For the purposes of this NOFO, mTBI-related processes and outcomes include those related to the identification and treatment of an mTBI such as discharge instructions, counseling regarding return to school and return to play, communication with the school about symptoms, recovery, accommodations, as well as health outcomes. An indicator of care might be length of time between injury and diagnosis and treatment of an mTBI or the recovery trajectory of an mTBI. Disparities (health outcomes seen to a greater or lesser extent between populations) may be related to various factors of the injured child or adolescent, their family or neighborhood, or community, such as race, gender, sexual identity, disability, socioeconomic conditions, or geographic location.

Questions should be sent to NCIPC_ERPO (CDC).

All divisions within the Department of Human Services (DHS) recently shared a video message from Acting Secretary of DHS Meg Snead to thank providers for all you do for the communities you serve. Members are encouraged to watch and share it with staff.

As DHS plans for 2022, they would like to continue to recognize our county partners and providers — the dedicated professionals who spend their lives caring for others — and all others who make this work possible.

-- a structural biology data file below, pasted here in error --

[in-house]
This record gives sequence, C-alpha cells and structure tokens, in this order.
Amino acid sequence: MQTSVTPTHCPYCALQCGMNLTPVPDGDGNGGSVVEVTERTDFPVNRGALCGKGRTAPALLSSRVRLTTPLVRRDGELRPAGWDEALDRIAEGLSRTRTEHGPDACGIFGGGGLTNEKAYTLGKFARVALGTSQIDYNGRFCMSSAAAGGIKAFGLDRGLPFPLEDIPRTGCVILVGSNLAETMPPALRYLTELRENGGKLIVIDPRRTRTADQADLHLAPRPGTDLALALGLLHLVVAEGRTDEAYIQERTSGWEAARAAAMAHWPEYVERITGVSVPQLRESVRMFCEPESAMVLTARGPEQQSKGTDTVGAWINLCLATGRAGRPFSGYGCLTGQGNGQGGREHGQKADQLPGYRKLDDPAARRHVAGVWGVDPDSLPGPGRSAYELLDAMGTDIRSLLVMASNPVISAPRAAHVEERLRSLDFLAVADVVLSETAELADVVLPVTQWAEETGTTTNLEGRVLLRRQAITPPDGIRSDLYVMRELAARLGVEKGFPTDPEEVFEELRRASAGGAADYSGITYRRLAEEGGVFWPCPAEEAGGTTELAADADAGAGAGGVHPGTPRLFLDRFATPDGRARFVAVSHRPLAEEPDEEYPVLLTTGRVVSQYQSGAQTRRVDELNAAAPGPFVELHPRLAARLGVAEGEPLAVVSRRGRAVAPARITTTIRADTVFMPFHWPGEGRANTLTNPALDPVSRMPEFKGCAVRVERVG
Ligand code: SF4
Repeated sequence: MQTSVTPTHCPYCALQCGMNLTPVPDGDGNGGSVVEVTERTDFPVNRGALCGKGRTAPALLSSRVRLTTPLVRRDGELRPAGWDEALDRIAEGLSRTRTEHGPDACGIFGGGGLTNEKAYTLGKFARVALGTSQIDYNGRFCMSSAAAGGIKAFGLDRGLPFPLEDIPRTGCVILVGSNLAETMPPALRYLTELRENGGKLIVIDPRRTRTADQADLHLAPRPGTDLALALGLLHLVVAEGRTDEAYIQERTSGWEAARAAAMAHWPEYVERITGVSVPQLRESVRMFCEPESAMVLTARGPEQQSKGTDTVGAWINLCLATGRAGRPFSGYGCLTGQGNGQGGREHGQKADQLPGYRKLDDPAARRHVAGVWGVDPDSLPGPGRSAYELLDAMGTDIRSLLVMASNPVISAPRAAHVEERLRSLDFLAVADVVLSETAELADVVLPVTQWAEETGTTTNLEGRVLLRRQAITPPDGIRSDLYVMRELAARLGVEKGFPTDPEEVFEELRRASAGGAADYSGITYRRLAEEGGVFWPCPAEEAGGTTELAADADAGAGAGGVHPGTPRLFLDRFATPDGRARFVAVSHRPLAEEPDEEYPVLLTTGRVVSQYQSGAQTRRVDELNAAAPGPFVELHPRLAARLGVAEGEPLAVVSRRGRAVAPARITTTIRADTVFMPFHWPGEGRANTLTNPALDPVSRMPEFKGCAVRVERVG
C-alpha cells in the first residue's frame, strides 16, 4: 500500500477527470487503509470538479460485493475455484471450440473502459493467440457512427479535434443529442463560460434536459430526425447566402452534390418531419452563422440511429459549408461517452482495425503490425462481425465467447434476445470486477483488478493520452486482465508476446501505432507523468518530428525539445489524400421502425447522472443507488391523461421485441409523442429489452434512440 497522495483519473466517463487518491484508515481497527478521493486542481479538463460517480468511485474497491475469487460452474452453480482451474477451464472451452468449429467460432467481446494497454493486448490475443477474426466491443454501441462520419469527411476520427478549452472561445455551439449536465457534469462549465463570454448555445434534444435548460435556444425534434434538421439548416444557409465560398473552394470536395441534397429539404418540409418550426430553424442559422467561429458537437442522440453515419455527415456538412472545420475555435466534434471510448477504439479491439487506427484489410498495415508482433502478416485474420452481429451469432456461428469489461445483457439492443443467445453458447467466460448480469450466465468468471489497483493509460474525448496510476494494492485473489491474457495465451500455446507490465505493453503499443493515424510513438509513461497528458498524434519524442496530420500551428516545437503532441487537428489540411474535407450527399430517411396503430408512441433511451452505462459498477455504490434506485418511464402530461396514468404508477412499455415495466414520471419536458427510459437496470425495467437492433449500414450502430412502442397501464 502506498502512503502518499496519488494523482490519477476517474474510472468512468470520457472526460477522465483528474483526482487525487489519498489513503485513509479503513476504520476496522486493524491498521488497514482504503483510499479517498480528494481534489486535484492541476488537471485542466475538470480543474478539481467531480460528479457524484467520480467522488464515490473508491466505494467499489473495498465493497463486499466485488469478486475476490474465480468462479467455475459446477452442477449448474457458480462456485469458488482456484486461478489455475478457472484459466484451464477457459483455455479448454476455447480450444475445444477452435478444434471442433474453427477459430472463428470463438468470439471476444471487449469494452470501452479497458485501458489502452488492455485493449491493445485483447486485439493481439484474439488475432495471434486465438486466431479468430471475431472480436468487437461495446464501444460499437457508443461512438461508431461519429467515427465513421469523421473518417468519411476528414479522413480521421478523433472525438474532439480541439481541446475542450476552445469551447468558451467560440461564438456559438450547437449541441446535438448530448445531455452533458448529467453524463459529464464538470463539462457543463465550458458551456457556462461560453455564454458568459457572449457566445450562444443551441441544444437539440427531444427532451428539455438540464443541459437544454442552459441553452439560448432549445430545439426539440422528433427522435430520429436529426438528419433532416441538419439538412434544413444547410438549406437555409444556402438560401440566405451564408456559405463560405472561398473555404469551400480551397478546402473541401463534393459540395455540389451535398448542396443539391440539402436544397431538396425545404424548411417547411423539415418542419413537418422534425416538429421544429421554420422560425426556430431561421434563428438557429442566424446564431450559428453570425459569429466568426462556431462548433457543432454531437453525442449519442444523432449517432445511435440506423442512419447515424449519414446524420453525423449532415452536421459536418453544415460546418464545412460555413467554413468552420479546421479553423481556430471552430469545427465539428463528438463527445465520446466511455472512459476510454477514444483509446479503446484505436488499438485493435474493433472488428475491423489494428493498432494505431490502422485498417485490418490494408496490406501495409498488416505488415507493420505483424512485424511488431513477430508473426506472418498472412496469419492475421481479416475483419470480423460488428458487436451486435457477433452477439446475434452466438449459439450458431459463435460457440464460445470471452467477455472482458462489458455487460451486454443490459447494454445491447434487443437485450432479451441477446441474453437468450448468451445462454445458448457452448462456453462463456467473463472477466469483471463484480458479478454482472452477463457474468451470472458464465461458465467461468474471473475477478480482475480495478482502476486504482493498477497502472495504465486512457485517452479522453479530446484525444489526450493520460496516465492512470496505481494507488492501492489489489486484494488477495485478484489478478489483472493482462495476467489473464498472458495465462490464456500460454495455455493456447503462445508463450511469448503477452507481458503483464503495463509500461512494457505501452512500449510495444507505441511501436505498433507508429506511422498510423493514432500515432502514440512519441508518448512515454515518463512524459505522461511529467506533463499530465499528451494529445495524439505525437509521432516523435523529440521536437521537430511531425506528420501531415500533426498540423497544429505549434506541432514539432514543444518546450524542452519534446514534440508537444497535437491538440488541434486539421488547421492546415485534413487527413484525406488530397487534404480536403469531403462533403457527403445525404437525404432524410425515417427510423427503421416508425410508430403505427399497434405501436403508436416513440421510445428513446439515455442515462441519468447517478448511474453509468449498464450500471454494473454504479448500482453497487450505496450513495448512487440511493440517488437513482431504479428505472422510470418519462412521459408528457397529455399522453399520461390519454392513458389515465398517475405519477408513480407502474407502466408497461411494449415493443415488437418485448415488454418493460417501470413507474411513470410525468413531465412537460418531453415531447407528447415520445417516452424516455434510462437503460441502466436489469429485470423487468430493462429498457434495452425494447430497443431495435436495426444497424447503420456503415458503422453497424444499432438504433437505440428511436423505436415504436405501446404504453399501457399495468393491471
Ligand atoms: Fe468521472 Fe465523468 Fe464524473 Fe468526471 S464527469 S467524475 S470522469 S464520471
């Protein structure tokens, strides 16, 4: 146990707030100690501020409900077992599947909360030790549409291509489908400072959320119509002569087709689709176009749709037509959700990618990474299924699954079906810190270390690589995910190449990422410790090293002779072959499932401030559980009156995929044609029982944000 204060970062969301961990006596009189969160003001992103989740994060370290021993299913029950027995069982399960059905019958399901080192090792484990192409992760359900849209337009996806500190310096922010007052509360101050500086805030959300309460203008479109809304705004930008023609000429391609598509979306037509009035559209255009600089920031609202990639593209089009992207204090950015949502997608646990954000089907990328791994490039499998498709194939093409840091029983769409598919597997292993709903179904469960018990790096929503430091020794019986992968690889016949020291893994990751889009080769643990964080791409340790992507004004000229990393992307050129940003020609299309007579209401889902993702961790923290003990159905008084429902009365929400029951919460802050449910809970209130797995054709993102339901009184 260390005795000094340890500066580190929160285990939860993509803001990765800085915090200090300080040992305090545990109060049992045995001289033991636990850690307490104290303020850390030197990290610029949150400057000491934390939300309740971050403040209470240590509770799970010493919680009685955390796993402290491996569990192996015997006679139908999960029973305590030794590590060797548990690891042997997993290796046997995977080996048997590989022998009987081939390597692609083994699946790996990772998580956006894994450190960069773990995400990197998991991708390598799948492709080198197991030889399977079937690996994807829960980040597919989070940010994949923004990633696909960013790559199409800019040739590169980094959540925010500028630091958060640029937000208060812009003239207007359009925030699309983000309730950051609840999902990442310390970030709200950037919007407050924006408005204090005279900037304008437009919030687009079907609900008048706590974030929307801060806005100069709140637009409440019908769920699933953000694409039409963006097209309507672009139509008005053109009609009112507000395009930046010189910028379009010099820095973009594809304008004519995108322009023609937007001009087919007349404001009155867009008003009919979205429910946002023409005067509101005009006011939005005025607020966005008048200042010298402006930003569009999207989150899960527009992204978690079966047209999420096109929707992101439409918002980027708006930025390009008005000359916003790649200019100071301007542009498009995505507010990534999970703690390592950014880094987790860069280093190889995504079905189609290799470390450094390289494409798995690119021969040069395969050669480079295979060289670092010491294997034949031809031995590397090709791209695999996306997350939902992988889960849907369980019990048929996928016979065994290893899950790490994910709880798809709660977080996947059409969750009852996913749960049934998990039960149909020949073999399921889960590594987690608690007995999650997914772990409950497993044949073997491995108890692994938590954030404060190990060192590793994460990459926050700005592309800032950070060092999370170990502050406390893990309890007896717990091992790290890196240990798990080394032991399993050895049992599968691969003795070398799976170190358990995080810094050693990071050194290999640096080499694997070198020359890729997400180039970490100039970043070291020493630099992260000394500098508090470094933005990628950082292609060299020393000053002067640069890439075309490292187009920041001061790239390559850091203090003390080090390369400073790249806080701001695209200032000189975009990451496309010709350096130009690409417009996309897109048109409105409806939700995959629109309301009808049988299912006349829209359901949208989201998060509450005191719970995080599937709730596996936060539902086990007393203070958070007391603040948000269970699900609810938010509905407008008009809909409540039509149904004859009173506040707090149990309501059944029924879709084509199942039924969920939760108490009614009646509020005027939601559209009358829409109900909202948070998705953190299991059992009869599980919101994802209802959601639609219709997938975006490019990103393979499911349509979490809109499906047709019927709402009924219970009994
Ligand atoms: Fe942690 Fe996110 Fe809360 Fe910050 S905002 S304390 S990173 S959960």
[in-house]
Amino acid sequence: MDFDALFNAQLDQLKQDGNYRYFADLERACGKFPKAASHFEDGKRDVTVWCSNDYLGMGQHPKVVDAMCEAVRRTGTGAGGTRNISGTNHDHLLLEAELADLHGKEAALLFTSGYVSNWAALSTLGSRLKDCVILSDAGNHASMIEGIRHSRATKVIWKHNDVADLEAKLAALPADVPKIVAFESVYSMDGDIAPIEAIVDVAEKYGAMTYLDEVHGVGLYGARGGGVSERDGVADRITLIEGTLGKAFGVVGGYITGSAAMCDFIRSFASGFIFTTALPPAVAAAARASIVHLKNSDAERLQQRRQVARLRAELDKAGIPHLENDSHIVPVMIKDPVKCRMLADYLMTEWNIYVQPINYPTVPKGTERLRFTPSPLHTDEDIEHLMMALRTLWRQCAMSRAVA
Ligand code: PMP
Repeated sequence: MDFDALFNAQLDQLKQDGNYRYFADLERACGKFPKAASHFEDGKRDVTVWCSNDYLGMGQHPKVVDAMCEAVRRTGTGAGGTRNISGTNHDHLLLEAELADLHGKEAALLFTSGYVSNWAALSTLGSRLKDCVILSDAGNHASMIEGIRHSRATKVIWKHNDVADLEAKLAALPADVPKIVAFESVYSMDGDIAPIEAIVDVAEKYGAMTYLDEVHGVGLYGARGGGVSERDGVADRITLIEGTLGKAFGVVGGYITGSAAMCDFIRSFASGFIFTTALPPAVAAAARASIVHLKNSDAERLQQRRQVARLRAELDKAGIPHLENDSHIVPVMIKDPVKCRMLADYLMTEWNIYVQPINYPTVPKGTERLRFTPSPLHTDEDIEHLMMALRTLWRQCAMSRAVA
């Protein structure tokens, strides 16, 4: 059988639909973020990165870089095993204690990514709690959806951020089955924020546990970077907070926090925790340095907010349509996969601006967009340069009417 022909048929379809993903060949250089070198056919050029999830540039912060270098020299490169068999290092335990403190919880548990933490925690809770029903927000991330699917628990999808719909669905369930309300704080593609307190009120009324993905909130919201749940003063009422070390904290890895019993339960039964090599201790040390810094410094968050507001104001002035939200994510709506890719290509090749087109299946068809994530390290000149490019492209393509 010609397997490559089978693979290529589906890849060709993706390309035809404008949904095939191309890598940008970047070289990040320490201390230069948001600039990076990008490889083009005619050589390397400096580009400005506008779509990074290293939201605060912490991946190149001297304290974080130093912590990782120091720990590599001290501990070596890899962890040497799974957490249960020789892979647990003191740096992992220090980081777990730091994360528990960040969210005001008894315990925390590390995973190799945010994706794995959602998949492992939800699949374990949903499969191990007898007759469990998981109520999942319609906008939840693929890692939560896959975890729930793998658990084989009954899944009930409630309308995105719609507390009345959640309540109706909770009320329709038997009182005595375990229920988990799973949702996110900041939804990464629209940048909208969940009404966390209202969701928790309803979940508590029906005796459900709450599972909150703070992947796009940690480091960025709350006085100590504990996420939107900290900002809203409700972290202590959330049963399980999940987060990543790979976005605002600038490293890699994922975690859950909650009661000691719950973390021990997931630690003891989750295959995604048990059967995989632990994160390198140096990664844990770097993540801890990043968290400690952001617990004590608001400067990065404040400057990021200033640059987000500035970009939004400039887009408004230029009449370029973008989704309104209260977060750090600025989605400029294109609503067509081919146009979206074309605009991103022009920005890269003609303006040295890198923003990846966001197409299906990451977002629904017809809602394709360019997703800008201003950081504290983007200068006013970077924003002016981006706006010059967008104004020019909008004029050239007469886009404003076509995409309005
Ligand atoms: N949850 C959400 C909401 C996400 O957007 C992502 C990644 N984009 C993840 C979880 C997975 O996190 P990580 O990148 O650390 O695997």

DHS is collecting stories from providers and caring professionals about why their work is essential and why they chose their careers. Their goal is to highlight the stories of our human services system and how those who make this work possible make an impact in all parts of our communities. If you or your colleagues are interested and willing, please share your story. DHS is looking for:

  • Why you chose a career in behavioral health or substance use disorder services;
  • How your career lets you help others;
  • A story about when you felt like you’ve made an impact;
  • A time you’ve felt proud in your work helping others; and/or
  • Any other story you’re willing to share.

Stories can be emailed to the DHS Press Office. Please include names, county/place of residence, and a picture if you’re willing to share. DHS may use these stories on social media, the DHS blog, or the central human services job recruitment page. The DHS Press Office team will be in touch to obtain consent to use these stories.

The Managed Long-Term Services and Supports (MLTSS) Subcommittee held their first meeting of 2022 on January 5. The handouts referenced and shared during this monthly meeting are provided below:

The next MLTSS Subcommittee meeting is scheduled for Wednesday, February 2, 2022.